Lasting Powers of Attorney

With a growing elderly population, putting in place an ‘attorney’ acting under a Financial and Property Affairs Lasting Power of Attorney (LPA) or Enduring Power of Attorney is becoming more prevalent.

In order to ease their role, an attorney might wish to open a new discretionary portfolio on behalf of the ‘donor’ of the LPA, or the attorney wishes to instruct the investment manager to continue to manage the assets on a discretionary basis after the donor loses mental capacity. In this article Atticus Kidd explores one major pitfall that attorneys and donors should be aware of in this context.

Typically as part of a Wealth Planning review into someone’s financial affairs a planner will recommend that individuals have in place either a Property and Financial Affairs Lasting Power of Attorney (LPA) or the older style Enduring Power Attorney (EPA). Such a Power of Attorney is a legal document that enables a nominated individual (an ‘attorney’) to help make decisions or make financial decisions on your behalf (the ‘donor’ of the LPA/EPA), should you become incapable of doing so yourself. This is particularly important if you ever have an accident or suffer from an illness that means you lose your capacity to make decisions.

Under existing legislation it is not possible for the nominated attorney to delegate decision-making to third parties.

The EPA was replaced with the Property and Financial Affairs LPA from October 2007. An EPA that was signed and witnessed before October 2007 can either continue to be used or cancelled and replaced by a Property and Financial Affairs LPA.

Where a Power of Attorney is in place, there is an existing limitation that it is important to be aware of to ensure that your attorney has the greatest flexibility in managing your financial affairs were you to lose capacity.

Under existing legislation it is not possible for the nominated attorney to delegate decision-making to third parties. This includes financial investments and would therefore require that the attorney manage the donor’s assets on an advisory basis rather than a discretionary basis. This adds various complications where there is already a discretionary managed portfolio in place and means that the attorney has the responsibility for making final decisions with regards to investments which they may not be comfortable or familiar with doing.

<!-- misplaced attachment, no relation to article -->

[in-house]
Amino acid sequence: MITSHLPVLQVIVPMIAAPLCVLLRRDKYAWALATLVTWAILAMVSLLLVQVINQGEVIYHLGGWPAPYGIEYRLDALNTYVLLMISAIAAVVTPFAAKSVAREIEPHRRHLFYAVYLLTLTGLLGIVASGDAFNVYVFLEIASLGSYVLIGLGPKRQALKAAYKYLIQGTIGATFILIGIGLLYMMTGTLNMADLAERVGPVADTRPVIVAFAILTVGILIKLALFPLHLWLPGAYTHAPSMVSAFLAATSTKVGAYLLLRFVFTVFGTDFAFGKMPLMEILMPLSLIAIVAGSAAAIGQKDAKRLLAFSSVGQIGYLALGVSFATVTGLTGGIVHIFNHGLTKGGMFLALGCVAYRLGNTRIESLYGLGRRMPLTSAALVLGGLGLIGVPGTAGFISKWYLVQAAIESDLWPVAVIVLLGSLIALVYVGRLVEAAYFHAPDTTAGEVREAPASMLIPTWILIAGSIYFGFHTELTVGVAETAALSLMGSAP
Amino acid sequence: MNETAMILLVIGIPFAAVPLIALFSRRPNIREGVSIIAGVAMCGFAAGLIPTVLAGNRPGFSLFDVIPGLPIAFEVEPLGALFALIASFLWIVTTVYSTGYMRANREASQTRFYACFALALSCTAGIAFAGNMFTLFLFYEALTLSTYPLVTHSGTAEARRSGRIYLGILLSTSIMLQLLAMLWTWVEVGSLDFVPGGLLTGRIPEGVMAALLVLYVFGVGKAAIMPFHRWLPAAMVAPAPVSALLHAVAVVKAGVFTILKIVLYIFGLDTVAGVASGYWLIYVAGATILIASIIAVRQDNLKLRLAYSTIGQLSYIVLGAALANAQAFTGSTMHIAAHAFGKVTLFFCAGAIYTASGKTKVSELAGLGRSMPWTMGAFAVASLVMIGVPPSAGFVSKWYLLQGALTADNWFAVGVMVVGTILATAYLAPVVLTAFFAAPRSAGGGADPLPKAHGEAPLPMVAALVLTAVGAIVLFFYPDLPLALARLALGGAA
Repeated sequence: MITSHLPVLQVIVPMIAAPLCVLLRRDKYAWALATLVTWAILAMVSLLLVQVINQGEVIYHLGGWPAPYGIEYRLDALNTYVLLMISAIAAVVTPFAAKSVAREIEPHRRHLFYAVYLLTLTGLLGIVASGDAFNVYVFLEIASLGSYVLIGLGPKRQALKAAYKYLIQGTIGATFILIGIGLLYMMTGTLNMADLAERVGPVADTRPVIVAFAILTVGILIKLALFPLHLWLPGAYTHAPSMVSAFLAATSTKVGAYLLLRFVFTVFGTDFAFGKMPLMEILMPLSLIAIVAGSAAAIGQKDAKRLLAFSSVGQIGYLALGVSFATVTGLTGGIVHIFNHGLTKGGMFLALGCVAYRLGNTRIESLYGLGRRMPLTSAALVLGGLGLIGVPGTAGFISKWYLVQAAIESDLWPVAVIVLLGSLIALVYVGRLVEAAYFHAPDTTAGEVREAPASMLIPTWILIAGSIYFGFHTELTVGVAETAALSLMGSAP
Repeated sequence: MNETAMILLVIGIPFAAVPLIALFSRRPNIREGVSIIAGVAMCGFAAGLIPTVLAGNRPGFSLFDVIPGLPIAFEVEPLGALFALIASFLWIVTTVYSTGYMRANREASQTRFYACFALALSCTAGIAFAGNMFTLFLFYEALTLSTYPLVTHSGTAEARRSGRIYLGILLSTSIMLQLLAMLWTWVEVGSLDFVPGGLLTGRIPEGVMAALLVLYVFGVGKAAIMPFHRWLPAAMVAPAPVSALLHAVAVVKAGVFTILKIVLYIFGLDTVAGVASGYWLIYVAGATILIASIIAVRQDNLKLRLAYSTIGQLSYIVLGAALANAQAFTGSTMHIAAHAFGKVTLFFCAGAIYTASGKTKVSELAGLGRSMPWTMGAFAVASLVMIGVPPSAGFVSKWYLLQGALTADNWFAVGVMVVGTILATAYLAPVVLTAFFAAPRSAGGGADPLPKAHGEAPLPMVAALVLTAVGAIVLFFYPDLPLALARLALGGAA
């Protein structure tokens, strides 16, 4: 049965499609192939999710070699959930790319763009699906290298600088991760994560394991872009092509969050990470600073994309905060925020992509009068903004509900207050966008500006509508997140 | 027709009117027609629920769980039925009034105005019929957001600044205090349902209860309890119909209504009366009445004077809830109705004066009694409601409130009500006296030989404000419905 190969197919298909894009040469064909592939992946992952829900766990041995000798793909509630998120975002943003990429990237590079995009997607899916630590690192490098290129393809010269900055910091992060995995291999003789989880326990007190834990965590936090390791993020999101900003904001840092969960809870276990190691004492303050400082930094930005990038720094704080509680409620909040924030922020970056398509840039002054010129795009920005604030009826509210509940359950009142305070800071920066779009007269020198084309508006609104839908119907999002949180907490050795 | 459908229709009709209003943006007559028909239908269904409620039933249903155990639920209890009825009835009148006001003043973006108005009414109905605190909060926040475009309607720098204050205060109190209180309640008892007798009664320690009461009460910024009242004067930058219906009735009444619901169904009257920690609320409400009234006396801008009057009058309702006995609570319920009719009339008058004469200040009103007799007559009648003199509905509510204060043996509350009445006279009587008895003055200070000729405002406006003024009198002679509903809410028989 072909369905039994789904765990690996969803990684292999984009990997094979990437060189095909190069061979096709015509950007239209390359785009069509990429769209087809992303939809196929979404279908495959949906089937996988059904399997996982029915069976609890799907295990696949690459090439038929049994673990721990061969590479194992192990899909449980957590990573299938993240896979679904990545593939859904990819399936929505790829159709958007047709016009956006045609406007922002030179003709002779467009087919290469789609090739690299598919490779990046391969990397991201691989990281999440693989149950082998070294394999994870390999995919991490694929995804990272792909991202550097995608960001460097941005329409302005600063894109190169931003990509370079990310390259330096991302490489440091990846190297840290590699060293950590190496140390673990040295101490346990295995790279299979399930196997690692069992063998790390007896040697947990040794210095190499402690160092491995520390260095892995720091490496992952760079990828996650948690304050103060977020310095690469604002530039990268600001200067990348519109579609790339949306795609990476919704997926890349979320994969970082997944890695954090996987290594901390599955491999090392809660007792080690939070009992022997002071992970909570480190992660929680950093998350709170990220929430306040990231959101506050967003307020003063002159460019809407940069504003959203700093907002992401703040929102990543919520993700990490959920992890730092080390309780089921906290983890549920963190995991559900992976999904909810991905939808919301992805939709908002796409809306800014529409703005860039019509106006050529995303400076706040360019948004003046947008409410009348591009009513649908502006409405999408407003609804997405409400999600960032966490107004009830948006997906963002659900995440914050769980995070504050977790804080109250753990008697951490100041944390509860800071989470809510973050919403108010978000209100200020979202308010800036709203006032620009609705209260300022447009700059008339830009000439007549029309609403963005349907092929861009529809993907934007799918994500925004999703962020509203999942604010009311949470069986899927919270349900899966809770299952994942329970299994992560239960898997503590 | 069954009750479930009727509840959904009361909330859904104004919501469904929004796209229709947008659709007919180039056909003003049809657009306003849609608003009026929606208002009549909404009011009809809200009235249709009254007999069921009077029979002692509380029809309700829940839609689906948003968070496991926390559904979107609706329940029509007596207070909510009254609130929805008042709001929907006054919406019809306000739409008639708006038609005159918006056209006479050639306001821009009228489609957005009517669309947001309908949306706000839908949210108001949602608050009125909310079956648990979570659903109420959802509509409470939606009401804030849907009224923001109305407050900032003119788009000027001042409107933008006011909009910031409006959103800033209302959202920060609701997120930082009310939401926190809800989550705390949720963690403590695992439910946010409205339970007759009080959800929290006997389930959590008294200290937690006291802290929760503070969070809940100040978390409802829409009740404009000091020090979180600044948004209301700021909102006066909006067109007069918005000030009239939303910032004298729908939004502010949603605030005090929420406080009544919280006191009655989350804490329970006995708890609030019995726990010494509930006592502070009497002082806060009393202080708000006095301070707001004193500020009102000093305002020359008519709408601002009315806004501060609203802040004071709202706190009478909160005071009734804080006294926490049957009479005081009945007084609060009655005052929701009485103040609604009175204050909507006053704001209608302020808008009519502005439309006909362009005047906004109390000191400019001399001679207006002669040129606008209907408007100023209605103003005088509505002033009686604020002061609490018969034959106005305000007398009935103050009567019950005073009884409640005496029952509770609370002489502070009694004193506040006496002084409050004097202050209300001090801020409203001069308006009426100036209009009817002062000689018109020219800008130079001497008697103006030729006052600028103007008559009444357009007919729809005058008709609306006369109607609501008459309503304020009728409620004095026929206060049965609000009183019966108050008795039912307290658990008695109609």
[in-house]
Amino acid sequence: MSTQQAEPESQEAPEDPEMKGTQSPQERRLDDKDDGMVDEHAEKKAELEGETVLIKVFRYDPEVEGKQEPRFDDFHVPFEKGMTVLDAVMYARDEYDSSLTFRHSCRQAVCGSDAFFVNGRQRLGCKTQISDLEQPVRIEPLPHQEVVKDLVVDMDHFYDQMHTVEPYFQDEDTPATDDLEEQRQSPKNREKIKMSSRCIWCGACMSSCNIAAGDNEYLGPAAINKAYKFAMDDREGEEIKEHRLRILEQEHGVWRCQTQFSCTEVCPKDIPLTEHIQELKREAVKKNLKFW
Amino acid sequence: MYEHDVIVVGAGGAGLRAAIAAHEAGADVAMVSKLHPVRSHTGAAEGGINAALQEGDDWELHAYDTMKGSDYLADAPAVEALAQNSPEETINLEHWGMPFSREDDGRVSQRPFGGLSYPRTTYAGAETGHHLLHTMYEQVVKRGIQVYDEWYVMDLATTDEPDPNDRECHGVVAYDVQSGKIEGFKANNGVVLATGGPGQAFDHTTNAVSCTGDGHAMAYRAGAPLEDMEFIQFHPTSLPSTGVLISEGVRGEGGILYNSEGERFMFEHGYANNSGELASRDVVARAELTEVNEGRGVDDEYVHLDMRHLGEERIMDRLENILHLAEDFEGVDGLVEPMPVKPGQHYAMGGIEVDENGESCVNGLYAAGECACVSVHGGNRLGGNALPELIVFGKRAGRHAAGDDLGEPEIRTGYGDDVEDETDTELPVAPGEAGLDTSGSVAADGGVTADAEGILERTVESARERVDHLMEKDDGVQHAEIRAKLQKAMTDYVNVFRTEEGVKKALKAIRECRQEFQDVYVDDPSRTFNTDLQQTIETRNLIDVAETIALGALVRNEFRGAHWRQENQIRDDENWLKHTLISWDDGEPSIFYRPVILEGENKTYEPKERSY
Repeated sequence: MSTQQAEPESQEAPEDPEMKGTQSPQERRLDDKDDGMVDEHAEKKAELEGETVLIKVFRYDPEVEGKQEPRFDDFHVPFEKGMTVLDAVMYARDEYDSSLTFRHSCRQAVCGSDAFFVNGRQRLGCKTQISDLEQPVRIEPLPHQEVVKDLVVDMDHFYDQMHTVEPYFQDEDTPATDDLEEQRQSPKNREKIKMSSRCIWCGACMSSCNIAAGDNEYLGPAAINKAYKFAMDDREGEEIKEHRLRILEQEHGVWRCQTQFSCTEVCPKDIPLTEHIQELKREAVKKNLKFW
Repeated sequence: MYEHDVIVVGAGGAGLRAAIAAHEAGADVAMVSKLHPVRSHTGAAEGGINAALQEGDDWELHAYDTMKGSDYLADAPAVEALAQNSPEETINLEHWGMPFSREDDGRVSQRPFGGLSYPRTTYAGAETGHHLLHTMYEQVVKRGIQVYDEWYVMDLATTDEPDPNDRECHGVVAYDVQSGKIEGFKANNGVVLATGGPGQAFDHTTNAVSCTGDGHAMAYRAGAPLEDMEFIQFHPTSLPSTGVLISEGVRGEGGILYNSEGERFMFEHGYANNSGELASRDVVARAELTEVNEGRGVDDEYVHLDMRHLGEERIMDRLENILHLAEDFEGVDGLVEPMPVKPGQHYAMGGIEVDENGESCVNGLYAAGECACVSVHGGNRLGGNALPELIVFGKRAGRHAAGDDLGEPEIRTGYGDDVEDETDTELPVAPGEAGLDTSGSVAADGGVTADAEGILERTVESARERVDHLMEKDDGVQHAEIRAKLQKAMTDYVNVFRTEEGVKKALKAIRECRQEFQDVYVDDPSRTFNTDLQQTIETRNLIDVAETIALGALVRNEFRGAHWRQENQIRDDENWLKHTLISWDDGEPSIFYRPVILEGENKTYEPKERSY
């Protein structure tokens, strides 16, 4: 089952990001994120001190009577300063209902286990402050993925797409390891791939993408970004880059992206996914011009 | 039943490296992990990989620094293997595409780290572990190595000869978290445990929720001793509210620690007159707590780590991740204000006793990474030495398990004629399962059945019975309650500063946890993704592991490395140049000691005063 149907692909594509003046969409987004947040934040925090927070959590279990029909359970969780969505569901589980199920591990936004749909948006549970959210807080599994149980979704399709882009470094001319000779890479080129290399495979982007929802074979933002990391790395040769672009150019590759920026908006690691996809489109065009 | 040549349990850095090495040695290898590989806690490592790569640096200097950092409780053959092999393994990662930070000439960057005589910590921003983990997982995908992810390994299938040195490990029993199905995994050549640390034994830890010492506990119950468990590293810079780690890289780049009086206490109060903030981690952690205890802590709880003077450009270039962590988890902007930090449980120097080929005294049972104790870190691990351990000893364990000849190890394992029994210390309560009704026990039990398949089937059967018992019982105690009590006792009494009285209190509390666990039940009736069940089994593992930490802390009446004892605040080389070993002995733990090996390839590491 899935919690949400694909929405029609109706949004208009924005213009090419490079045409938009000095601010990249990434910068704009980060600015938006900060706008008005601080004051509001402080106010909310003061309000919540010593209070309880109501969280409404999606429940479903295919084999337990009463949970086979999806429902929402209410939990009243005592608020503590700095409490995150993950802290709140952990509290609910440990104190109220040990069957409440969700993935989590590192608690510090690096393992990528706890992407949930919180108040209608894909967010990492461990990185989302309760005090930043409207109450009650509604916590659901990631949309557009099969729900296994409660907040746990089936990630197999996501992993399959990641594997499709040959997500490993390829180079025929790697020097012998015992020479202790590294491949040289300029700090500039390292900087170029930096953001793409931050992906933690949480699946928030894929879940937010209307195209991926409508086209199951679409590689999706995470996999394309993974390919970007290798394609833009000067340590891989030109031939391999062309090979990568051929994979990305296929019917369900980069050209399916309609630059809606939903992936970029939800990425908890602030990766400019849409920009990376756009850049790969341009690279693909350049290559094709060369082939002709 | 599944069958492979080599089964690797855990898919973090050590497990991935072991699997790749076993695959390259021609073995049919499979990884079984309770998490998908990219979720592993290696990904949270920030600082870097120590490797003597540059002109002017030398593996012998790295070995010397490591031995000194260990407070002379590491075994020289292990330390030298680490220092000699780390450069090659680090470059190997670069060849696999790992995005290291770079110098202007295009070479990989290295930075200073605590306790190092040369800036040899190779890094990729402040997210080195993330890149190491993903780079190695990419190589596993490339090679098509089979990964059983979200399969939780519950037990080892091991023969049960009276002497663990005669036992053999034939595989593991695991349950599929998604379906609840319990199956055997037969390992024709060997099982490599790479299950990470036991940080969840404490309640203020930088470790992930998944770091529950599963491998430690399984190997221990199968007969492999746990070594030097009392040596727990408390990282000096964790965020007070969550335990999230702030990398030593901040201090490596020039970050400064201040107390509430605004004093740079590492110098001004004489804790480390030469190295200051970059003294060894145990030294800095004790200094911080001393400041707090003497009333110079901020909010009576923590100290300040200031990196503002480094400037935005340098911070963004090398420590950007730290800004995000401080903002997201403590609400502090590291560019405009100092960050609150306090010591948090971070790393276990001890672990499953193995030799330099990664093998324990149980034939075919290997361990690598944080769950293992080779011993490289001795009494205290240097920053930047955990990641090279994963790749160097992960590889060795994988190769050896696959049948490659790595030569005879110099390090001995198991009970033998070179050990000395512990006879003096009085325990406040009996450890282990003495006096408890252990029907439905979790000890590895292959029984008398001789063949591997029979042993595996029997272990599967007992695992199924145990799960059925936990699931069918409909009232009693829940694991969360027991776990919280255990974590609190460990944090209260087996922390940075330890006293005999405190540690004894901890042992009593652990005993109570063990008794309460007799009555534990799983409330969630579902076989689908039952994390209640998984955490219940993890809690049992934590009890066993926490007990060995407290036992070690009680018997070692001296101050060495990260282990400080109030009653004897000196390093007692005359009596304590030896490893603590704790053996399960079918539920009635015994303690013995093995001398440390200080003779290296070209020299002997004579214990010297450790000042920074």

Where an existing Power of Attorney is in place without permissions to delegate powers of investment management, the attorney would be required to apply to the Court of Protection for an Order that would allow them to benefit from the use of a discretionary investment service. This can be both a costly and lengthy process with no guaranteed outcome. However, when setting up a Power of Attorney it is possible to insert wording that will allow the attorney to delegate investment decisions to a discretionary investment manager. The Office of the Public Guardian, the body that regulates LPAs and attorneys, has suggested:

It is possible to insert wording that will allow the attorney to delegate investment decisions to a discretionary investment manager.

“My attorney(s) may transfer my investments into a discretionary management scheme. Or, if I already had investments in a discretionary management scheme before I lost capacity to make financial decisions, I want the scheme to continue. I understand in both cases that managers of the scheme will make investment decisions and my investments will be held in their names or the names of their nominees.”

It is advisable to speak with a solicitor when establishing a Power of Attorney in order to ensure that such wording is included in order to provide your attorney with a greater degree of flexibility in managing your investments.

Unfortunately, if you have already established a Power of Attorney it is not possible to amend it but, it is possible to revoke any existing arrangements and make a new Power of Attorney if you still have mental capacity. Once the donor’s mental capacity is lost it will no longer be possible to appoint any new Power of Attorneys so, it is important that you review any existing arrangements with your solicitor and ensure that they are tailored towards your needs.

The information provided in this article is of a general nature. It is not a substitute for specific advice with regard to your own circumstances. You are recommended to obtain professional advice from a professional accountant or solicitor before you take any action or refrain from action.

To meet one of our Chartered Financial Planners to discuss tax and estate planning, please contact your investment manager who will be happy to arrange a meeting.

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Winter Issue Twenty Nine